Canada-India tensions grew during the recent G20. But the bombshell Trudeau dropped yesterday in the House of Commons multiplied those tensions. The prime minister now alleges the government of India is involved in the June killing of Hardeep Singh Nijjar in British Columbia. The words Trudeau read in the House are carved in ambivalence, claiming that there are “credible allegations about a potential link.” In short, there is no evidence. Later, he mentioned facts, but he has offered none.
One has to wonder why bring these tenuous allegations to light now? Why is the Trudeau government set on whipping up a crisis with an ally instead of waiting for evidence?
The Importance of India
The Canada-India friendship is important: Canada and India have a long-standing partnership dating back to 1947. It is anchored on shared parliamentary democratic values, and a close bond formed through trade, education, and cultural interaction.
Combined trade between the countries has increased steadily, reaching around $8.4 billion in 2020. This relationship bolsters both economies and creates business opportunities. Educational ties also bind Canada and India, with a high number of Indian students pursuing higher education in Canada – over 200,000 in 2020.
Cultural exchange is a critical aspect of the Canada-India relationship. The significant Indian diaspora in Canada adds to the cultural bond, as they actively partake in various cultural activities enhancing the plural aspect of Canadian society. This mutually beneficial friendship also aids in regional and global stability.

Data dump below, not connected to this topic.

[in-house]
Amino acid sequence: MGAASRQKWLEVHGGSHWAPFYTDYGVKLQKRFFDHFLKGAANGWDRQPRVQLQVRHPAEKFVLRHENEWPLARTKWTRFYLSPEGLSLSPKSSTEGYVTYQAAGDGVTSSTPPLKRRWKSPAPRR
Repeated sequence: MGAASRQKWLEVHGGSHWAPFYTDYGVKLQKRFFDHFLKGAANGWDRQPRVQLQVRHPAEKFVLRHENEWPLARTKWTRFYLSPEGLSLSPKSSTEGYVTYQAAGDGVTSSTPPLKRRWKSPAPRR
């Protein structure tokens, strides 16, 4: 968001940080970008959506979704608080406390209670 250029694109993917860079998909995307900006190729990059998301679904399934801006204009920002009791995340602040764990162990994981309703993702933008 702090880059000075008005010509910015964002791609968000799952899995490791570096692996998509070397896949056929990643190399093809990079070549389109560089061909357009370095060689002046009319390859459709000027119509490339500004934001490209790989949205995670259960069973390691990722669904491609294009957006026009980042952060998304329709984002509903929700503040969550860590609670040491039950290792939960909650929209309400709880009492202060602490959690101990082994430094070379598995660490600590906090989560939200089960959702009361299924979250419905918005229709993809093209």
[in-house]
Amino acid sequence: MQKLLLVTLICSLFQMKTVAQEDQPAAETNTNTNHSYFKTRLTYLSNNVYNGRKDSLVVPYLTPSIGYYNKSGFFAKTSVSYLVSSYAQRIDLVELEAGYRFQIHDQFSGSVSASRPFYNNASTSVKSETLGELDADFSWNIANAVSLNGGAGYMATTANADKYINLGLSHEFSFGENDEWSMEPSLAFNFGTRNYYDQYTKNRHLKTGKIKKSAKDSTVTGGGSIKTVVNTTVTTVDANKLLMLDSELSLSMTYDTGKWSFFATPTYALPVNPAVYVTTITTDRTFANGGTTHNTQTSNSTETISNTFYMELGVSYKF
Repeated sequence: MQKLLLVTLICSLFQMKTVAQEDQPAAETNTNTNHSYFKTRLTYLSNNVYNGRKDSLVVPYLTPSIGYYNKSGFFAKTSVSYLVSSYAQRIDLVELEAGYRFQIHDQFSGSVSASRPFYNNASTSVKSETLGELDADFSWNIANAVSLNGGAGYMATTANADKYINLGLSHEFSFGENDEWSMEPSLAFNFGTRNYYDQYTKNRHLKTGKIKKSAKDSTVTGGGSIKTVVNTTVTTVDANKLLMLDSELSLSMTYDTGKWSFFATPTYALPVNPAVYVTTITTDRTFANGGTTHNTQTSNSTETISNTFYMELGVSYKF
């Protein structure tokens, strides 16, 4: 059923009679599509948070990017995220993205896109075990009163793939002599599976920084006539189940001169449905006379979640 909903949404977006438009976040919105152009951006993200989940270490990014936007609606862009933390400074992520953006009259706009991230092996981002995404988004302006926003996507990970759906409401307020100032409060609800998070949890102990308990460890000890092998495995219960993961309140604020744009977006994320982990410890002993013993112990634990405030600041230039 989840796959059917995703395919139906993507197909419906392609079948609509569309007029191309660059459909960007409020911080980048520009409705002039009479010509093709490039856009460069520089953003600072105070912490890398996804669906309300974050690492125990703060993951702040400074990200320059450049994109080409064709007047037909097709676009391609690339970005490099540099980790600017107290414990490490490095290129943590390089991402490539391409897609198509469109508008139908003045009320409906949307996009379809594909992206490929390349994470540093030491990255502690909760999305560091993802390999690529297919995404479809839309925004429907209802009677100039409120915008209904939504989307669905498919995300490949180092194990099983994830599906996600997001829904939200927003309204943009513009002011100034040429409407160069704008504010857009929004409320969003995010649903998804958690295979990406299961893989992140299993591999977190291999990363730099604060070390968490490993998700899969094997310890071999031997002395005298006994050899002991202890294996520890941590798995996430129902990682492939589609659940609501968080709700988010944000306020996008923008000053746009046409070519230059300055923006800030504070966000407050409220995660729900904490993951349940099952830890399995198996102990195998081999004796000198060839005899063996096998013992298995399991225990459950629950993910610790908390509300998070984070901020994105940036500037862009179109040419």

India’s Foreign Ministry emphatically denies Justin Trudeau’s allegations. Someone is wrong or not telling the truth, or both. I don’t know much about Prime Minister Modi’s habits and relationship with truth, but I do know that Justin Trudeau is divorced from it. So, Canadians should wisely wait to see evidence instead of potential links.
There is some baggage between the Trudeaus and India. Ours is a prime minister who has donned blackface more times than he can remember, mocking people of colour and wearing turbans. Indians know this, and they saw Trudeau condescendingly dressed like a bad Bollywood character to attract their attention in the 2018 trip. Canadians may have forgotten about this but Indians have not.
In India, Canadians, and Liberals especially, have a reputation for sympathizing with Khalistan separatists, many of whom are violent terrorists. That perception is intergenerational: Pierre Trudeau had an opportunity to extradite at India’s request the master mind of the murderous Air India attack, before the attack took place, but PET chose not to. The denial, which Indians see as sympathy, cost hundreds of lives.
And then there is the Trudeau alliance with Jagmeet Singh. Since 2013, Jagmeet Singh has been barred from travelling to India for his Khalistan sympathies. He holds the infamous privilege of being the first foreign legislator from a democratic county to be denied entry into the country.